Out of the Darkness

Out of the Darkness

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March 26, 2012
 

In one of his many articles on social evolution, Hakim Bey writes about the well-underway Autonomous Zone Movement, where people have been actively seeking ways to restore human contact through various periodic gatherings and unmediated festivals, encampments, and nights of liberation. Which reminded me of one exceptionally dark night in a pilot house illuminated solely by the amber glow on the compass and red hue from the Radio Direction Finder and marineband radio to which we listened with distraction on our long slow journey crossing the Gulf of Alaska one night, on our way from Cape Fairweather to Cape St. Elias.

Briefly, as we smoked hand-rolled cigarettes and sipped boat coffee with our chocolate chip cookies, we caught a trace of English amongst the clutter of Russian and Japanese from the fleets of high seas trawlers working through the night somewhere over the horizon. As we checked our drift and set by radio and chart in those days before GPS, we momentarily heard the words “Bering, Bering–Beaver, over” and I excitedly set caliper and parallel rule aside as Thorstein disengaged the auto-pilot motor to better hear the faint voice perhaps calling our vessel out of the darkness.

When I took the helm while Sandy replied, the fleeting communication from his son — far away in the Aleutians — made possible by some unexplained combination of atmospheric conditions, informed us of his progress toward the cannery at Naknek, and then was gone. And when recalling these voices in the ether long ago, I was reminded of the virtual archipelago of voices gathered periodically in the virtual reality of blogging, and what delight ensues when we hear voices of those we’ve met, as well as those we hope to someday, and how this communicating in the dark and across the ether is creating in some small way part of the fabric of what Hakim Bey once wrote about in his essays on communing face-to-face.

And I think about the fact of our cultural marginalization, but take heart in the knowledge that we are at least self-organized.

In his 1985 most eloquent exploration of economic and cultural utopias — ranging from the Roanoke colonists to 18th century Caribbean pirate enclaves to worker-owned corporations in the 20th century — Hakim examined the essence of “intentional communities” as mini-societies often living consciously outside the law and determined to keep it up, even if only for a short but merry life. With the decay of our political systems today, independent enclaves or liberated zones of economic and cultural activity are again cropping up. They can be seen in Argentine worker factories salvaged from the ruins of IMF policy, and in Italian social centers where whole neighborhoods of reclaimed buildings have been occupied by the underclass who’ve created out of nothing their own institutions, including schools and commerce.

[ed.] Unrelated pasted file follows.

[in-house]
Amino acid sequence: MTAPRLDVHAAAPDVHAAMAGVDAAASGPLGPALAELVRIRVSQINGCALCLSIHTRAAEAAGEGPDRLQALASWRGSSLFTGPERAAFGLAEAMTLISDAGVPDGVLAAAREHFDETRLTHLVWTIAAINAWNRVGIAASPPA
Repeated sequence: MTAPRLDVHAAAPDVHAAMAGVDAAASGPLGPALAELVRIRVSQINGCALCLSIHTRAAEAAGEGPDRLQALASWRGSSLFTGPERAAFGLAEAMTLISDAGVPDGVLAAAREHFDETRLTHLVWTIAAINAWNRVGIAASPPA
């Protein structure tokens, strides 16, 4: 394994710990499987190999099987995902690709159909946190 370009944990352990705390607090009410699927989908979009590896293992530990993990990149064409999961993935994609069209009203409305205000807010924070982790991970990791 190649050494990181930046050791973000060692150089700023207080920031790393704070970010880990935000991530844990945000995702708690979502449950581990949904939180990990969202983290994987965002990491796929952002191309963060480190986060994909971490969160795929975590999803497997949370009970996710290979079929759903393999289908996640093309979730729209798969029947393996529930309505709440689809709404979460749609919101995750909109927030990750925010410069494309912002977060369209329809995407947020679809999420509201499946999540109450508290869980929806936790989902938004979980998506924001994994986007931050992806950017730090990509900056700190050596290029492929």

Once thought of as anarchic, such islands in the 21st century have become a matter of necessity — not luxury — in surviving the malign neglect of the market. Bey, unlike adherents of cults or sects that sought to withdraw from the barbarities of dominant societies, views autonomous zones as a means to evade the violence of the modern state, as well as havens from which “life as festival” can emerge.

In a July 10, 1996 interview, Hakim observed,

I feel a psychic malaise that is something quite new, and, well, a few years ago I began noticing in public speaking that there was a great deal less response on the part of audiences. You would get audiences that would sit there quite passively looking at you as if you were on television. And if questions came, they were very likely to be questions such as “Tell us what to do”. …And I began hearing about it from other people who are involved in public speaking and then finally I read a whole section about it in Noam Chomsky’s latest book. He has exactly the same experience of audiences, and all of these experiences begin around 1989, 1991.

What I think has happened to us is not just TV. TV is just a symptom. So, what’s happening is a kind of cognitive collapse around this single world. When people no longer feel a possibility in the world, a possibility of another position, then they become consciously opposed to the one. And conscious opposition is extremely difficult in an atmosphere that’s completely poisoned by media such that no oppositional voice is ever really heard. Unless you yourself make the effort to get down to the alternative media, where that voice is still feebly speaking, then you’re left simply in this one world of sameness and separation.

Sameness — everything is the same; separation — every individual is separated from every other individual; complete alienation, complete unity. And I think that on the unconscious level, on the level of images, on the mythological level, on the religious level if you wanna put it that way, this is what’s happening, especially in America. I can’t really speak of other places to the same degree. I’ve traveled in other countries, but one never has the sense of other countries the way one has the sense of one’s own country. But I would imagine that it’s a world-wide phenomenon — this kind of capitulation to the mono-culture on the deepest psychic level.

Today, with Occupy and Rainbow Revolutions marching across the New York Times and the cover of Time magazine, we might be tempted to think liberation is just around the corner. But what is really occupying most peoples minds? Is it a burning desire for freedom and the responsibilities that requires, or simply a nostalgia for the imbecilic comforts of consumer culture now denied them?

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